Great Leaders Aren’t Firefighters

The role that firefighters play in our society is certain and secure. I have friends and family who are and have been firefighters. I personally hold them in high regard.

Great firefighters are leaders of their teams in situations far beyond what most of us could imagine. Situations of intense heat and crisis – we are talking real danger here folks, and in many cases life and death.

Most of us don’t fight real, live flames, but we talk about “putting out fires” in our agencies. We speak metaphorically, yet act as if the crisis is as real and urgent as a fire nearing a propane tank in an urban neighborhood.

Chances are, the situation isn’t that dire or immediate.

One of my top mentors, Dan Kennedy shared with me in a one-on-one coaching call, just about everything isn’t as bad … or … as good that we make it out to be in our minds. That is fear and ego driving our thinking.

As leaders in our business and in our homes, we feel like we need to step in and solve the problems and urgent situations, quickly putting out fires that threaten our teams, departments, production, and profits. Many leaders I know have their fire-retardant suit ready at all times. I have been guilty of this behavior, especially earlier in my career.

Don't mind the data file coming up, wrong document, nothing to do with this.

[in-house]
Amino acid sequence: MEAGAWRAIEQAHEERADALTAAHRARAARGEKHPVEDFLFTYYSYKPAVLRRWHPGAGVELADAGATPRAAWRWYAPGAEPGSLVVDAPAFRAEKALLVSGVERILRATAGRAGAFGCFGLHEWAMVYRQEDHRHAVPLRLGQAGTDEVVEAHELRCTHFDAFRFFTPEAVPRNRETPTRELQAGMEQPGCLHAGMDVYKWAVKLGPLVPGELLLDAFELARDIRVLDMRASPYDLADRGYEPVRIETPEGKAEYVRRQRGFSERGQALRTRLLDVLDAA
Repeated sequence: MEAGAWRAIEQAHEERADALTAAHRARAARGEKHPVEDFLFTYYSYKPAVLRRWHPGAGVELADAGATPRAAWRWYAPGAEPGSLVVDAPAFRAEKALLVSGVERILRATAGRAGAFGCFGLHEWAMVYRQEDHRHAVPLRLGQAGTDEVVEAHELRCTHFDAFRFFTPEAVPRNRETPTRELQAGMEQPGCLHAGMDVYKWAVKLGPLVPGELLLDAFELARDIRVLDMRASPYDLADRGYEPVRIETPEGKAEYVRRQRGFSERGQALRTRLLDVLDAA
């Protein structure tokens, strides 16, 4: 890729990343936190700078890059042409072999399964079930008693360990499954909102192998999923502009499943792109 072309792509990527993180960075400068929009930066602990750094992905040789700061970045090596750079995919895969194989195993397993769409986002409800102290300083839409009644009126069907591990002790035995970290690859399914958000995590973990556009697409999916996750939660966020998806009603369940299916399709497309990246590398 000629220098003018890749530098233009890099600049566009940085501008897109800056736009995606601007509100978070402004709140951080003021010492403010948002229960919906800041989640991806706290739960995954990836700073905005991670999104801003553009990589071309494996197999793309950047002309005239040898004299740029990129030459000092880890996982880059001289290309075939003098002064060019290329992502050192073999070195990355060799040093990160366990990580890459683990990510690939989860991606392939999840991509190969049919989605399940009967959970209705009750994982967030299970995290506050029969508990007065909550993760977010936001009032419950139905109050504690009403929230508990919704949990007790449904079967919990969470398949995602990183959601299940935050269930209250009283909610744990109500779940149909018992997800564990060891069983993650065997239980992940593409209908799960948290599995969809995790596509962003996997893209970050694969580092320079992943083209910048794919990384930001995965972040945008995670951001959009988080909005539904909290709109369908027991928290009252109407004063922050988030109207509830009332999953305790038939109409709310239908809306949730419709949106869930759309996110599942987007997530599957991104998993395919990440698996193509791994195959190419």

Contrary to popular practice (and maybe even popular belief), I don’t believe great leaders are firefighters – at least not most of the time. There are significant negative results that can arise when we as leaders try to put out all of the urgent fires in our organizations.

Leaders that rush to solve all the problems create co-dependence. If we are on the front lines of every fire, we are telling our team two things: first, that when there is a fire, they should come and tell us; and second, their job is to identify problems, not solve them.

If you keep manning the water hose, you are teaching others to give that task to you, not handle it themselves.

As leaders we sometimes thwart the development of others. Part of your job as a leader is to prepare others for their future by equipping them with the right experiences to grow and succeed.

There will be times when our experience, knowledge and perspective (as well as being another set of hands to help) will be needed, but we need to save our firefighting efforts for the real crisis situations, not the urgent and no so urgent situations that arise every week (or day!).

Our role as a leader is to create an organization where fewer fires occur, so the efforts and talents of our teams can be focused on the important matters that can help us reach our mission.

The best leaders aren’t firefighters, they focus on fire prevention.